According to a second conventional method the components are assembled around a tool from plastics semi-manufactured components such as for example plastics prepregs and lightweight cores. The components are packed into a vacuum bag and cured at elevated temperature and in part also under pressure in autoclaves respectively in an oven. The outer contours of the tool correspond to the eventual internal contours of the baggage storage cabinet. Because of the lack of connecting elements, involving the need to design each of the components to be connected for simple safety, the components constructed according to this process are substantially lighter--a decisive advantage in the aviation industry. However, the process reliability is low and defects arising in the production procedure result in expensive after-treatment costs and an increase in the weight of the components.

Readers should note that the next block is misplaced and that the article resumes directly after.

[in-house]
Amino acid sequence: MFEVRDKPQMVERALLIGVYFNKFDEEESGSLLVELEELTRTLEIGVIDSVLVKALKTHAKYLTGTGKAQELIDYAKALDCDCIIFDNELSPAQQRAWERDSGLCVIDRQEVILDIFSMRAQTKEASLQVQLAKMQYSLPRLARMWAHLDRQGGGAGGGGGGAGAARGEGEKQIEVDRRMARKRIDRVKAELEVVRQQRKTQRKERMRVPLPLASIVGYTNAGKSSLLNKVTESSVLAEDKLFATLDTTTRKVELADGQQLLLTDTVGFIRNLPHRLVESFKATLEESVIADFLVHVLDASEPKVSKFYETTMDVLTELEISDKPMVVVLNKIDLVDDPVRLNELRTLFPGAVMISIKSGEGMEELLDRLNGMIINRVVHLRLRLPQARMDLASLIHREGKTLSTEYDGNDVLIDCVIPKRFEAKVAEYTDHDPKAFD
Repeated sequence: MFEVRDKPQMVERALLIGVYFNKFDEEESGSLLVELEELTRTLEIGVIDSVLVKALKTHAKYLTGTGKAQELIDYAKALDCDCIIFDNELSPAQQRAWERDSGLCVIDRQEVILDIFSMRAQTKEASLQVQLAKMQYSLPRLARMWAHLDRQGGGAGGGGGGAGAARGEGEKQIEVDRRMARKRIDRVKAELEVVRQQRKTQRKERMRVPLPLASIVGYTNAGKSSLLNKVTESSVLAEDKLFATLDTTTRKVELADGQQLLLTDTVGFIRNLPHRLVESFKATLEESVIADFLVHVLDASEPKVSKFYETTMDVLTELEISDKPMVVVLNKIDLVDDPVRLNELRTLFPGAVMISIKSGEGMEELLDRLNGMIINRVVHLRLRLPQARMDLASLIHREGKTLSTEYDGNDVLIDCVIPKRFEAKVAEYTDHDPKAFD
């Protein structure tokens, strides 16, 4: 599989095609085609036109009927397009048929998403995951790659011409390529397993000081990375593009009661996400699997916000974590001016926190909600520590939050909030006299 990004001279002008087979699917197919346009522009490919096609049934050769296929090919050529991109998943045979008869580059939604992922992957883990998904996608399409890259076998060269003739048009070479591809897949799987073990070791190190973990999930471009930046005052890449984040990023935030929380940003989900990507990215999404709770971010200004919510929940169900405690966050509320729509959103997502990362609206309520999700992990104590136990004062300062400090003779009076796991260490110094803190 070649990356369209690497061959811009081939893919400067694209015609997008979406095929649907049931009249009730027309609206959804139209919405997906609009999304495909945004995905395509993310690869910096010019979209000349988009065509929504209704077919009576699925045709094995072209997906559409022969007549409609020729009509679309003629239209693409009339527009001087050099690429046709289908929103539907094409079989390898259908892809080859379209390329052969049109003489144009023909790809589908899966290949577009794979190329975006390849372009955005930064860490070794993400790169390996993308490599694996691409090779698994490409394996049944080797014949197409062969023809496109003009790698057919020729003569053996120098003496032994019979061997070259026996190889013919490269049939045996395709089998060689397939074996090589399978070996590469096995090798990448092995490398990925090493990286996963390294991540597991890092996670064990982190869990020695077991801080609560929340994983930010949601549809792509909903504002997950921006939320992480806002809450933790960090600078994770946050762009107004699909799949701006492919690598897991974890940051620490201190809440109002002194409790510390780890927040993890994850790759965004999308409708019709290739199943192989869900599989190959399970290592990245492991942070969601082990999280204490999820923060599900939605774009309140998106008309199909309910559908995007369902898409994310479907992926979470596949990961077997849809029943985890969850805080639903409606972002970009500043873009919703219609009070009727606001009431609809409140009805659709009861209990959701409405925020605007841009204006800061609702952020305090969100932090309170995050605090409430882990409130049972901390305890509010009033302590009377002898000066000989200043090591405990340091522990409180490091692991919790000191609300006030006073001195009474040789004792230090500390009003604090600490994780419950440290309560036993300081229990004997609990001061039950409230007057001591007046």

The aforesaid advantage is also of special importance in the context of the so-called trollies, i.e. the containers which preferably can travel on casters for the storage of meals or the like which are to be made available during the flight. Reduced weight without loss of strength properties implies a possible increase of the useful load whilst retaining the capability to resist mechanical loads as may arise. As regards the manufacture of the trollies, the facts mentioned in connection with the overhead baggage compartments apply.
The above described methods require complicated manufacturing procedures in order to obtain the desired configuration of the compartment including the end and where applicable intermediate walls. The moulding tools, therefore, are also complex and thus expensive.